gelato
Gelato, or the plural Gelati, is Italian ice cream made from a liquid, milk or water; a solid, sugar, fats or sweeteners; flavorings, pastes, fruit powders; stabilizers, guar gum, locust bean, etc.; emulsifiers, mono- and digylcerides; and air. The process in which gelato is made varies on the ingredients used as it can be made using a hot process, which includes pasteurization or as a cold process which doesn't require pasteurization. Both processes require a gelato batch freezer, which makes the end product by mixing the ingredients and incorporating air. Like high-end ice cream, gelato generally has less than 55% air, resulting in a denser and more flavorful product.

italian ice freezers
italian ice freezers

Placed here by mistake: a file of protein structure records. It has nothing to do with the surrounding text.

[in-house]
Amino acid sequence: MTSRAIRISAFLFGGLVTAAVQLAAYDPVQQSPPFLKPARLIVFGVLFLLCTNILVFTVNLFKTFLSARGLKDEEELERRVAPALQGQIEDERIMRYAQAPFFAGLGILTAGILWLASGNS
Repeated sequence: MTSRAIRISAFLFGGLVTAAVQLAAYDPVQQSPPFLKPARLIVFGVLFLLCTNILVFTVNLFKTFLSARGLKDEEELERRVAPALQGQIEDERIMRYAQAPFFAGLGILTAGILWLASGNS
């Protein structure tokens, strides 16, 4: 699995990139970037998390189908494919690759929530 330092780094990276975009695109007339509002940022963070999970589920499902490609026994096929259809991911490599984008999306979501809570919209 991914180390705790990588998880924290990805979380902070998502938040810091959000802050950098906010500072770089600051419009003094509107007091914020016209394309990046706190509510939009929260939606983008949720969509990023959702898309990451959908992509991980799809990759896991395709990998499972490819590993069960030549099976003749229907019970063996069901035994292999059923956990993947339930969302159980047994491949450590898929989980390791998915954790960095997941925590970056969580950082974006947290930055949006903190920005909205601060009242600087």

Whynter ICM-15LS Ice Cream Maker, Stainless Steel
With the WHYNTER ICM-15LS stainless steel frozen dessert ice cream maker, you can make a spread of delectable desserts in about 30-40 minutes. This versatile self –freezing ice cream maker allows you to not only make premium ice cream but also refreshing sorbets, Italian gelato, sherbets, fresh frozen yogurts and other treats. Our professional standard ice-cream maker offers premium features not found in budget ice cream makers. A built-in powerful compressor freezer allows for continuous use without the inconvenience of having to pre-freeze the mixing bowl. Not only is it so much easier, it also tastes a whole lot better. The gorgeous stainless steel exterior and soft touch LCD control panel will make this your favorite kitchen electric. You will never again have to wait hours or use any freezer space before being able to make your favorite frozen dessert. This unit includes an electronic timer, temperature display, ice cream scoop, and we'll even send you some secret recipes!